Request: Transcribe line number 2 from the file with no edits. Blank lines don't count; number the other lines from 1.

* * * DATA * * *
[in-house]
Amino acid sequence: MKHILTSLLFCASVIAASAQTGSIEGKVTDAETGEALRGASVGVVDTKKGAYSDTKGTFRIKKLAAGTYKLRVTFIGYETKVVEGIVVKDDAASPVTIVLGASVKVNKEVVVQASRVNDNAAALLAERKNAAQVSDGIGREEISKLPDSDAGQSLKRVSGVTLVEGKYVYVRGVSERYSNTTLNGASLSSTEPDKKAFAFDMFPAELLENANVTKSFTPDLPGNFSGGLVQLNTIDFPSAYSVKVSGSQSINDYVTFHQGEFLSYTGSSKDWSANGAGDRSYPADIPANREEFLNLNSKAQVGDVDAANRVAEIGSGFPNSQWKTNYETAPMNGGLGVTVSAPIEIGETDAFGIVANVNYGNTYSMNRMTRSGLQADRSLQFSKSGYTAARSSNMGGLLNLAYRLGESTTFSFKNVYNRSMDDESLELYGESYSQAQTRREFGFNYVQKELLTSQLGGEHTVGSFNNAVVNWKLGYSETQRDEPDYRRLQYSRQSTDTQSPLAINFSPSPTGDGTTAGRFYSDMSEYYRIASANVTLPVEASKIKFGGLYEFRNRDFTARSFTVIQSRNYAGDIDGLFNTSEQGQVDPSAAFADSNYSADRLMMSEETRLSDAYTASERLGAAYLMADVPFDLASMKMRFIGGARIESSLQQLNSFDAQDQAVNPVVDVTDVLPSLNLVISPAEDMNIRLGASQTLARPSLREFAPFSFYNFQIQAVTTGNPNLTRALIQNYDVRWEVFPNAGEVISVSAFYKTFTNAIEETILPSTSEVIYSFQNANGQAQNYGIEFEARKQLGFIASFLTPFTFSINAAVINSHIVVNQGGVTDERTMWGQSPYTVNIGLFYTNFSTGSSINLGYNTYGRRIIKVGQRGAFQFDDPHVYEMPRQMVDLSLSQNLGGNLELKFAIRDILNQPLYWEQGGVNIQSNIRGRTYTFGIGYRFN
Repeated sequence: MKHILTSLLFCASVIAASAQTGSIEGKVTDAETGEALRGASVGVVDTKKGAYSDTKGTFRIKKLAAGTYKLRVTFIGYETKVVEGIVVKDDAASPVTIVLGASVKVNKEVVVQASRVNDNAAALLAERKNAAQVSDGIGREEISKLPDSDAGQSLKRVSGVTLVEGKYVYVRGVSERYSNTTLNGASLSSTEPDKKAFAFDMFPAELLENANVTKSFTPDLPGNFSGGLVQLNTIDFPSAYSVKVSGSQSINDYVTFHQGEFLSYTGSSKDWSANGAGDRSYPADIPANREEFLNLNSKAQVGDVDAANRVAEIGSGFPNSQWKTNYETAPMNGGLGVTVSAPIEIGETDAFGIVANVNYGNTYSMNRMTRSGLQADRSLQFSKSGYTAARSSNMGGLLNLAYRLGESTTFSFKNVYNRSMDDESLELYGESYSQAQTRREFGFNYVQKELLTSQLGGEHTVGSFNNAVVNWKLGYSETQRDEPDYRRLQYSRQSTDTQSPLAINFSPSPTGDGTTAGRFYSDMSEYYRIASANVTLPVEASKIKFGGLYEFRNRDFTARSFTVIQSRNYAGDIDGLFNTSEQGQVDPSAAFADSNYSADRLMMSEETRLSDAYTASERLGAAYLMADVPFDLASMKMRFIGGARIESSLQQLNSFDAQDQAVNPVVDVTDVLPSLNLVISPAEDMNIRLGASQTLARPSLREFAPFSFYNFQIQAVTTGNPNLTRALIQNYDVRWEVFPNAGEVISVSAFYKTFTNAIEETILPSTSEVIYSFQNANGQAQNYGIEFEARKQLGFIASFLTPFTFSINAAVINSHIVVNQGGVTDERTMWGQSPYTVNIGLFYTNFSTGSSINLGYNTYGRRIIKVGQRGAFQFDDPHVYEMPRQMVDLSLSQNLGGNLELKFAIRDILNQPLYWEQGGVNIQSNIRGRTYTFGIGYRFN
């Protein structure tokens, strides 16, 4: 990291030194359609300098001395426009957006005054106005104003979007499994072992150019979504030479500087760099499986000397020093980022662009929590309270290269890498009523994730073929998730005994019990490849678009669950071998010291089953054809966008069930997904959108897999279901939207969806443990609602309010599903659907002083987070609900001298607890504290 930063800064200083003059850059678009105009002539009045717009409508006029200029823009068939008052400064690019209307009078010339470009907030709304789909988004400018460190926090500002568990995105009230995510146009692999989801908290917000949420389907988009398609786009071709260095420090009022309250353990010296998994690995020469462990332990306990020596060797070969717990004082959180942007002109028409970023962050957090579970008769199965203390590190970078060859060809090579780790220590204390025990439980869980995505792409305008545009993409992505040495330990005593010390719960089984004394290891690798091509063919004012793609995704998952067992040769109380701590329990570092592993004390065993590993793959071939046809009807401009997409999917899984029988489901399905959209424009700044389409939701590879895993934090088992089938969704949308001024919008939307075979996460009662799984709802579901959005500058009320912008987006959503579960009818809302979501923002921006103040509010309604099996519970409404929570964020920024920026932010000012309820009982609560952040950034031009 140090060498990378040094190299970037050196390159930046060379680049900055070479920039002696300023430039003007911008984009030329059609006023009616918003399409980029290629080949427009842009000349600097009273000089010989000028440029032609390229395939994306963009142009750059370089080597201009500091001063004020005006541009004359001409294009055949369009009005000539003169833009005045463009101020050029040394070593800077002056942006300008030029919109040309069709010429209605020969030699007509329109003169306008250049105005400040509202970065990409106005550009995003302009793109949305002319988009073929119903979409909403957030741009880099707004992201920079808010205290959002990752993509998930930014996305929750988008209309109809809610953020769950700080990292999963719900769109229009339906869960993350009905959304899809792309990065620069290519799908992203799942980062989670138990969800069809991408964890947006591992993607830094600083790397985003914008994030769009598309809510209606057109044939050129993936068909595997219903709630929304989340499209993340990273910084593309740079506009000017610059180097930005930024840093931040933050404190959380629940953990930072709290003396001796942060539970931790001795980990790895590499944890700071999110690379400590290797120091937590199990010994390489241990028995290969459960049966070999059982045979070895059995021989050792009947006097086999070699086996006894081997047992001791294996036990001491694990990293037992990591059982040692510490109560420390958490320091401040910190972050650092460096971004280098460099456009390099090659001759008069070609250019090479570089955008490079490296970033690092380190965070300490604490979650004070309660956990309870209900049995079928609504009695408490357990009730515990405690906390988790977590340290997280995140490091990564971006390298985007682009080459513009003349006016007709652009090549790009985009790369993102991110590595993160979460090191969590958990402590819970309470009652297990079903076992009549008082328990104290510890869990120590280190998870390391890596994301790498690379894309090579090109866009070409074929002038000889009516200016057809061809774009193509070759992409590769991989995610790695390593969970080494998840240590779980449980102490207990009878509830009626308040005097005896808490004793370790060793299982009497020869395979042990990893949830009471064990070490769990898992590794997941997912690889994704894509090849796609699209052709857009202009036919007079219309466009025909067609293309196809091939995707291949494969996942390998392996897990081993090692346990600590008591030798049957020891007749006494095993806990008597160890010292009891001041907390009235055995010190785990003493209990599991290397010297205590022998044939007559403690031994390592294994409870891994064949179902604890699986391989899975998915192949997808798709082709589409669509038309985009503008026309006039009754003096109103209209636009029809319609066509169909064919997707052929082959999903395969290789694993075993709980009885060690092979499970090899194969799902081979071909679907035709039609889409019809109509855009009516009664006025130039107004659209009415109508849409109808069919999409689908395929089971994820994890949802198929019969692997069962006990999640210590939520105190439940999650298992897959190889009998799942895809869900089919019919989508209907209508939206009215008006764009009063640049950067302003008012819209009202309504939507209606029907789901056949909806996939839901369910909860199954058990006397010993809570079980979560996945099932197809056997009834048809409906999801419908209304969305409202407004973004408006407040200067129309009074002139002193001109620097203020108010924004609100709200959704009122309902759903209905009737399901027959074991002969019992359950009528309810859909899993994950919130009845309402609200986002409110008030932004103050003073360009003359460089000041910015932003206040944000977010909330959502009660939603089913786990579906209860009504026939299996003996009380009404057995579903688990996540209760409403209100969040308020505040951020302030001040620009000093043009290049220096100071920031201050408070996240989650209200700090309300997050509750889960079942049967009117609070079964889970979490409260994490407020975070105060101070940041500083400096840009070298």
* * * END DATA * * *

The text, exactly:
Amino acid sequence: MKHILTSLLFCASVIAASAQTGSIEGKVTDAETGEALRGASVGVVDTKKGAYSDTKGTFRIKKLAAGTYKLRVTFIGYETKVVEGIVVKDDAASPVTIVLGASVKVNKEVVVQASRVNDNAAALLAERKNAAQVSDGIGREEISKLPDSDAGQSLKRVSGVTLVEGKYVYVRGVSERYSNTTLNGASLSSTEPDKKAFAFDMFPAELLENANVTKSFTPDLPGNFSGGLVQLNTIDFPSAYSVKVSGSQSINDYVTFHQGEFLSYTGSSKDWSANGAGDRSYPADIPANREEFLNLNSKAQVGDVDAANRVAEIGSGFPNSQWKTNYETAPMNGGLGVTVSAPIEIGETDAFGIVANVNYGNTYSMNRMTRSGLQADRSLQFSKSGYTAARSSNMGGLLNLAYRLGESTTFSFKNVYNRSMDDESLELYGESYSQAQTRREFGFNYVQKELLTSQLGGEHTVGSFNNAVVNWKLGYSETQRDEPDYRRLQYSRQSTDTQSPLAINFSPSPTGDGTTAGRFYSDMSEYYRIASANVTLPVEASKIKFGGLYEFRNRDFTARSFTVIQSRNYAGDIDGLFNTSEQGQVDPSAAFADSNYSADRLMMSEETRLSDAYTASERLGAAYLMADVPFDLASMKMRFIGGARIESSLQQLNSFDAQDQAVNPVVDVTDVLPSLNLVISPAEDMNIRLGASQTLARPSLREFAPFSFYNFQIQAVTTGNPNLTRALIQNYDVRWEVFPNAGEVISVSAFYKTFTNAIEETILPSTSEVIYSFQNANGQAQNYGIEFEARKQLGFIASFLTPFTFSINAAVINSHIVVNQGGVTDERTMWGQSPYTVNIGLFYTNFSTGSSINLGYNTYGRRIIKVGQRGAFQFDDPHVYEMPRQMVDLSLSQNLGGNLELKFAIRDILNQPLYWEQGGVNIQSNIRGRTYTFGIGYRFN